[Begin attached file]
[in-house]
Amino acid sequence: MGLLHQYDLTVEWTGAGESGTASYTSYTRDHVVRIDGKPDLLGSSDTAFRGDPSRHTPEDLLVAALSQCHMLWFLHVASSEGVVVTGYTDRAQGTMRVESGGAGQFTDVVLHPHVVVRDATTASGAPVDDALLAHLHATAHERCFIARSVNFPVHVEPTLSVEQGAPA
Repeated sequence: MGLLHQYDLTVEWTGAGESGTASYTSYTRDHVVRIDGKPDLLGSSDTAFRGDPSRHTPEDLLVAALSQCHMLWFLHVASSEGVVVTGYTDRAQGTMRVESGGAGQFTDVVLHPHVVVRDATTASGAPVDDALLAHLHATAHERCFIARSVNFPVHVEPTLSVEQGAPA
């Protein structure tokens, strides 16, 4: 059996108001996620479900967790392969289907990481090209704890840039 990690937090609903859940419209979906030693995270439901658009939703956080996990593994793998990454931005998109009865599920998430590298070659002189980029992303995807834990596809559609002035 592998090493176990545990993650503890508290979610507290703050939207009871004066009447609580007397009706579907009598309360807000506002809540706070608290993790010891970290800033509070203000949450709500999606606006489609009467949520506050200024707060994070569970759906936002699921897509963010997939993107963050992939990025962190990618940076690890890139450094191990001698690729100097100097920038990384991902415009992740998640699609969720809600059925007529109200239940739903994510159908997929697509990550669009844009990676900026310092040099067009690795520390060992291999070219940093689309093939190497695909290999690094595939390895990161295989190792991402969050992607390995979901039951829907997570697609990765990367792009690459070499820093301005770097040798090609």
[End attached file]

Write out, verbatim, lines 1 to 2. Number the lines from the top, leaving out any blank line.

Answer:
[in-house]
Amino acid sequence: MGLLHQYDLTVEWTGAGESGTASYTSYTRDHVVRIDGKPDLLGSSDTAFRGDPSRHTPEDLLVAALSQCHMLWFLHVASSEGVVVTGYTDRAQGTMRVESGGAGQFTDVVLHPHVVVRDATTASGAPVDDALLAHLHATAHERCFIARSVNFPVHVEPTLSVEQGAPA